A look from Wilson Sportswear.

Wilson Sporting Goods Co. wants to be a player in the lifestyle apparel category.

This week the maker of sports equipment, apparel and accessories will launch Wilson Sportswear in the U.S. and China, which looks to merge sport, fashion and culture. The direct-to-consumer line will be sold exclusively at wilson.com in the U.S., and via WeChat Mini Program and other leading brand sites in China.

In addition, Wilson will open its very first retail locations in late summer in key markets such as Chicago, New York, Beijing and Shanghai.

“For more than a century, Wilson has been designing equipment to the specifications required by the world’s greatest athletes,” said Gordon Devin, president of Wilson Sportswear. “We are excited to extend our craftsmanship, history and heritage to apparel. As athletes continue to redefine themselves, Wilson is redefining the athletes’ uniform, coupling the premium performance expected from Wilson with fresh styles inspired by athletes.”

Devin told WWD that the company has been in and out of the apparel sportswear business throughout its 106-year history. Wilson, which changed hands in 2019 and is now owned by Amer Sports Corp., a subsidiary of the Chinese-owned Anta Sports, looked at its brand and customer base and “heard loud and clear from our customers that they love our brand and they want more from us,” he said.

Wilson Sportswear will range from technical high-performance products to lifestyle products in apparel, footwear and accessories. This week, the company will launch apparel that goes from on and off the court. “We want to own Saturday and Sunday,” said Devin.

Sportswear items are expected to drop biweekly, with collaborations planned around key moments in sports culture. The lineup includes an array of sets for men and women including French Terry hookups and woven warm-ups. Key styles in the starting lineup for women are a Fly Crop Sweatshirt ($68), an Everyday Brami ($48), Stance Slim Jogger ($68), Limitless Skirt ($58) and Evolution Short ($48). For men’s, there’s the Millennium Crewneck Sweatshirt ($78), Newport Polo ($68), Pitch Short-sleeve Baseball Tee ($48), Double Day Training Short ($68) and Midway Travel Pant ($98).

The apparel is sourced in Italy, China, Taiwan and Japan, and manufactured worldwide.

According to Joelle Michaeloff, head of design lifestyle at Wilson, the company is starting with products that are sports-inclusive and cover an athlete from day to night. The line ranges from “on-court sweat-worthy products to hang out, sport-inspired products.”

“Everything comes from a place in sports,” she said.

Devin said they have some collaborations in the pipeline, but it is too early to discuss.

As for the retail stores, Devin talked about Wilson’s first leased space in downtown Chicago, which is opening later this summer. They also plan a store later this summer in New York’s SoHo, which will be 7,000 square feet and feature equipment and clothing. “It’s a place of fun and play and sport and Wilson and community,” he said.

Right now, Wilson’s two largest sports from a revenue perspective are baseball and tennis. The five major sports it focuses on are baseball, tennis, football, basketball and golf. Aside from the starting lineup, Devin said each clothing style ties in with a specific sport through performance or inspiration. Every product considers that specific sport, how they’re getting there, what they’re playing, what they’re playing with, and how they’re using the product.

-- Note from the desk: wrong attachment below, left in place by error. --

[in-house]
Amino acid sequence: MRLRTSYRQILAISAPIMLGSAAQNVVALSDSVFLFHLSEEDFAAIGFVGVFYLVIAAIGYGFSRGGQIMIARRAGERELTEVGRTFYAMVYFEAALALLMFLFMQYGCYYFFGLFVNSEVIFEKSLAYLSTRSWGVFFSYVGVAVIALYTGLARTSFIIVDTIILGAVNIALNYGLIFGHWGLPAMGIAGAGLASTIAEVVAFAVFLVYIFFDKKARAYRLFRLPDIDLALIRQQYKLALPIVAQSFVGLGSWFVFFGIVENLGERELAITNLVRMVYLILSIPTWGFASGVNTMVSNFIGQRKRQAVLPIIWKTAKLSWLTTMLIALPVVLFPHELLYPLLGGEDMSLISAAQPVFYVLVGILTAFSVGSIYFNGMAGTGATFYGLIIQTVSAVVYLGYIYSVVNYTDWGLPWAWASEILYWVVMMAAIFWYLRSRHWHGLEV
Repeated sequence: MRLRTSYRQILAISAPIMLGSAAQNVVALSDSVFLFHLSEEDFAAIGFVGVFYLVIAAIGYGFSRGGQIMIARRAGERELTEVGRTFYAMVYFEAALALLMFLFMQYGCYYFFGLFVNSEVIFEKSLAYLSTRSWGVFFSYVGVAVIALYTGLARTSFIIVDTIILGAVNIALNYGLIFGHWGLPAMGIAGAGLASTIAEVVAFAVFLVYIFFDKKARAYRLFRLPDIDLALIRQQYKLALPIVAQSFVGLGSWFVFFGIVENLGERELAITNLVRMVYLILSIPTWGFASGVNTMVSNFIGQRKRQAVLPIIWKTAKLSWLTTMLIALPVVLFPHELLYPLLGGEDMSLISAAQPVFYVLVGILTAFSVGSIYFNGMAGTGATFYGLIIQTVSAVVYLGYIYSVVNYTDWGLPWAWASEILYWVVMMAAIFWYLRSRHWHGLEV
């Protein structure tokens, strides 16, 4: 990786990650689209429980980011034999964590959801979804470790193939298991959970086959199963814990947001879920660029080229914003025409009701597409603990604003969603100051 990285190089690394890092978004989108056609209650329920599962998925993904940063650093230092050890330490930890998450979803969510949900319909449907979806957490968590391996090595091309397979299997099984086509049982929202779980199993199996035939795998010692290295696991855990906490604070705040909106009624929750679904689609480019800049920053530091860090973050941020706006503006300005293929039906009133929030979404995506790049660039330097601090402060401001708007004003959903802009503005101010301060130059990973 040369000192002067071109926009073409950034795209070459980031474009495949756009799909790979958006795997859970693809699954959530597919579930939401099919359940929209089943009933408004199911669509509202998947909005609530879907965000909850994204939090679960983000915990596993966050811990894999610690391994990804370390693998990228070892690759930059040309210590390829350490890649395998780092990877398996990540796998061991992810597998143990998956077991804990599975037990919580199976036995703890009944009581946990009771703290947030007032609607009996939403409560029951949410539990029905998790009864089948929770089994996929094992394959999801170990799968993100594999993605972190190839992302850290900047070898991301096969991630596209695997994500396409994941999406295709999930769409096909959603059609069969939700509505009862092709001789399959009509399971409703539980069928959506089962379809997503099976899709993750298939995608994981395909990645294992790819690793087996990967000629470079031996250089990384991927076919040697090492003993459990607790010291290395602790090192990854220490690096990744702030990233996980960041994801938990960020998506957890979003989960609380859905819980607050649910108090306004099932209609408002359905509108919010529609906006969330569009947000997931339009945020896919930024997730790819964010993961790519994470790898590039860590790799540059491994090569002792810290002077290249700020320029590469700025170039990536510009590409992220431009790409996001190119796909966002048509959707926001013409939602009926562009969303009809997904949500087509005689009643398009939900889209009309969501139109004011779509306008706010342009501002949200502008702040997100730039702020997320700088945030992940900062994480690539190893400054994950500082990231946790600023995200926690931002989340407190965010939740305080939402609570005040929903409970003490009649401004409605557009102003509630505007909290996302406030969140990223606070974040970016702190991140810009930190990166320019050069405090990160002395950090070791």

Some looks from Wilson Sportswear.  courtesy shot.

For example, there are on-court tennis pieces with ball storage that also allows the wearer to carry their phone when they leave the court. There’s also a sweater that can be worn both on and off the court.

In the past, Wilson has made a very small amount of performance tennis product. “We have collapsed them and rolled that into sportswear,” said Devin.

In the first two seasons, they have built out more in tennis than golf, but as the line grows and evolves, clothing for golf will increase.

Overall, the lifestyle collection retails from $40 to $100, with the sweet spot between $50 and $100. Sizes range from XS to XL in women’s and XS to XXL for men’s. Right now, there are no petite or plus sizes. The line is launching with 100 stock keeping units. There is a W logo on the clothing, and there is a range of badges that honor Wilson’s heritage.

Devin sees children’s wear as an opportunity but Wilson is not taking that on in 2021 or 2022.

In going through Wilson’s earlier catalogues, they came across different striped layouts and they used them in the starting lineup. There are little details like proprietary stitches and seams that connect to the equipment.

With the launch of Wilson Sportswear, the company is also extending its Advisory Staff network, which is comprised of more than 10,000 professional athletes, coaches and teaching pros, to include those who intersect with sport culture. Members include Beija Velez, designer, stylist and model; Kelley James, musician, and Jahmal Cole, founder and CEO of My Block, My Hood, My City, among others.

Asked to describe who she believes the Wilson Sportswear customer to be, Michaeloff said, “We internally talk about this ‘Forever 28’ year-old. It’s the inner athlete, someone who grew up loving sports, playing sports. When you play sports, you’re wired a certain way. You’re up to really big things.

“We made a lot of decisions based on that 28-year-old mind-set. The athlete is sometimes driven by their sport. When their sport doesn’t define them anymore, they are forever the athlete,” she said.

 

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